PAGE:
Matching Practices for childcare – Germany

This country profile is part of a collective effort by the network members to map matching practices across Europe. If you find it useful and want to refer to it in your own work, please refer to it as “Herzog, Sabrina and Thilo Klein (2018), Matching Practices for childcare – Germany, MiP Country Profile 26.”

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Background on the German childcare system

In Germany, policies concerning kindergartens and daycare are governed by federal and state law and implemented at the municipal level. Framework policies at the national level are laid out in Volume VIII of the Social Insurance Code (Achtes Buch Sozialgesetzbuch – SGB VIII) [1]. The legal framework is specified at the state level, meaning that each of the 16 states (Bundesländer) has its own state law for kindergartens and daycare (also known as “Kita-Gesetze). Furthermore, each municipality is responsible for enforcing federal law as well as state law, but can decide for itself how to apply it.

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Matching Practices for secondary schools – Germany

This country profile is part of a collective effort by the network members to map matching practices across Europe. If you find it useful and want to refer to it in your own work, please refer to it as “Basteck, Christian, Katharina Huesmann, and Heinrich Nax (2015), Matching Practices for secondary schools – Germany, MiP Country Profile 21.”

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German school system

Germany is a federal state consisting of 16 States (Bundesländer). Education policy is decided at the level of the States. Depending on the State, education is compulsory for nine or ten years with the first four or six years being primary school. Primary and secondary school education in Germany is mostly public and free of charge. There are some private schools, but only about five to six percent of German students attend private schools (this number is increasing however). [1],[2] Private schools are allowed to charge school fees, but most of them receive large subsidies and school fees are kept relatively low. They can also select students according to their own set of criteria. This country profile describes school admissions for public schools.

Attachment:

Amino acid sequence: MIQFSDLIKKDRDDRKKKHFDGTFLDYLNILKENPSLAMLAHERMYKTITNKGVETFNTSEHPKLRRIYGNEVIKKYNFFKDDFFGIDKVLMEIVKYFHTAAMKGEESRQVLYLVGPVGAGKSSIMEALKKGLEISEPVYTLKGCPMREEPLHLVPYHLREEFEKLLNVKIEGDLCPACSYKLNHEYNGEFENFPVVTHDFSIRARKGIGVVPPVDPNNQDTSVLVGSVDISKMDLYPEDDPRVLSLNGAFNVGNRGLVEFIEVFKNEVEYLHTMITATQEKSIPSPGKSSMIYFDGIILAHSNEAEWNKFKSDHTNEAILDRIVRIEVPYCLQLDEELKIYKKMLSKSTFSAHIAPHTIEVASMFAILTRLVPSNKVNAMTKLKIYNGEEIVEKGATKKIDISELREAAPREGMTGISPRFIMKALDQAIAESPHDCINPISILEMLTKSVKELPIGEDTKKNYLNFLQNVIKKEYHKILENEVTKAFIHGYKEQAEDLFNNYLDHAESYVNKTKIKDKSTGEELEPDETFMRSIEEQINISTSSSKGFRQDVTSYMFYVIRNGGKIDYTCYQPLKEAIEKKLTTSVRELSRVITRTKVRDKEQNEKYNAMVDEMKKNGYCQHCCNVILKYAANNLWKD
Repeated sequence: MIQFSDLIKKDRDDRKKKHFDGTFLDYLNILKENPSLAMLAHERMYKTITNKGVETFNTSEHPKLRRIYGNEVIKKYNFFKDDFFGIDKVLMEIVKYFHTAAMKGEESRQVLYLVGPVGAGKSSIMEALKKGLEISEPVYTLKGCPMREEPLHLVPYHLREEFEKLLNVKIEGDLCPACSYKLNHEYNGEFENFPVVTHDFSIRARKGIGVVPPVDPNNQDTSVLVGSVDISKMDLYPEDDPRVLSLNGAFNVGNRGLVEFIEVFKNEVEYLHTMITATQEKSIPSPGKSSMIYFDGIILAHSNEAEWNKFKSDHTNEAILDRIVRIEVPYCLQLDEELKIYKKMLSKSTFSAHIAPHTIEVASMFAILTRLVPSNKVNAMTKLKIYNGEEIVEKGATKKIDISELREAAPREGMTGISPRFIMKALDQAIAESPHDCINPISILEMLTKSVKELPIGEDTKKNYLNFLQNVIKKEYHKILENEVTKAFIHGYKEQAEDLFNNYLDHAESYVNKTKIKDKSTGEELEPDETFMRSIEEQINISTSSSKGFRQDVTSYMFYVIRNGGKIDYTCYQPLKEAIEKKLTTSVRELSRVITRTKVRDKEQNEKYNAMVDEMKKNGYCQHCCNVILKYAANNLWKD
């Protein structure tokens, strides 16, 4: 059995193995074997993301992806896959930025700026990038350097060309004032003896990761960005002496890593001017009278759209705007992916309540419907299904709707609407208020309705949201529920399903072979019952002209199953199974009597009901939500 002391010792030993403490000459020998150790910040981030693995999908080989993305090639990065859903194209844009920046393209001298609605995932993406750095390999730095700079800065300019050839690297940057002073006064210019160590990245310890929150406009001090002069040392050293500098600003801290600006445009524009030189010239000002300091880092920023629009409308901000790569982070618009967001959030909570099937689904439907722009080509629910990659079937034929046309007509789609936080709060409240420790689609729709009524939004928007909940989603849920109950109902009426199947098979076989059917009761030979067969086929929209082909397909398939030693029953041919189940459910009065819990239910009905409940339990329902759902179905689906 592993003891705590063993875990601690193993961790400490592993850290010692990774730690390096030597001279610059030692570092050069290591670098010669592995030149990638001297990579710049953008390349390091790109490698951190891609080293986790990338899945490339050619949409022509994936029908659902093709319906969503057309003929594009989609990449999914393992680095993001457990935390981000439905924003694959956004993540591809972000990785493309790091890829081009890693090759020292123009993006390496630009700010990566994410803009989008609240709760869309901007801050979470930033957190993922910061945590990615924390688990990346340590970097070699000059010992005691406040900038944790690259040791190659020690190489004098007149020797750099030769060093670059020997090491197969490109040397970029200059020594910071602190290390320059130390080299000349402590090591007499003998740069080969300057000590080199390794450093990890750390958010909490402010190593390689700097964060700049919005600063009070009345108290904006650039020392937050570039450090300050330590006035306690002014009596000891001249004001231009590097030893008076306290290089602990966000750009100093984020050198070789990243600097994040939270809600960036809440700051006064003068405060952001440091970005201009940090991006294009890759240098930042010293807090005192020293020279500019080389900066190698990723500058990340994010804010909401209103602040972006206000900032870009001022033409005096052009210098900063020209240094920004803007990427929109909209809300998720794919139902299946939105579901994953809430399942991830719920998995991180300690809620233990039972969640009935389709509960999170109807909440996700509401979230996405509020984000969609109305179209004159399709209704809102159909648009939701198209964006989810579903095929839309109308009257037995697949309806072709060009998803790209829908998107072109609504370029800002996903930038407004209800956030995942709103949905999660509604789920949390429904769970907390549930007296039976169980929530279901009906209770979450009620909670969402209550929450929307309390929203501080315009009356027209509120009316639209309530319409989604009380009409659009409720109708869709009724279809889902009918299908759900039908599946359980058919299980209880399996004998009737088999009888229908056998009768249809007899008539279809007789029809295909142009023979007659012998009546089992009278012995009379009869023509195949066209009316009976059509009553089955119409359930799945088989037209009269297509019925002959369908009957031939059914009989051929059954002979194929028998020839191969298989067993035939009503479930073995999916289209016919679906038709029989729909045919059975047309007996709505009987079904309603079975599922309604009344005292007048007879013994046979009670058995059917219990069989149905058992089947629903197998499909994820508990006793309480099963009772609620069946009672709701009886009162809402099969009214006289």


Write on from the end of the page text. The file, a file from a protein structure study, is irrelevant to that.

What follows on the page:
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Higher Education in Germany

This country profile is part of a collective effort by the network members to map matching practices across Europe. If you find it useful and want to refer to it in your own work, please refer to it as “Kübler, Dorothea (2011), University admission practices – Germany, MiP Country Profile 2.”

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Relevant country background

Education in Germany is only partially regulated at the national level through federal law  (Hochschulrahmengesetz, HRG). Most issues of education are determined by the 16 German states (Bundesländer). Thus, each state has its own law that complements the federal rules (e.g. Berliner Hochschulgesetz (Berl HG) or Bayerisches Hochschulgesetz (BayHSchG)).

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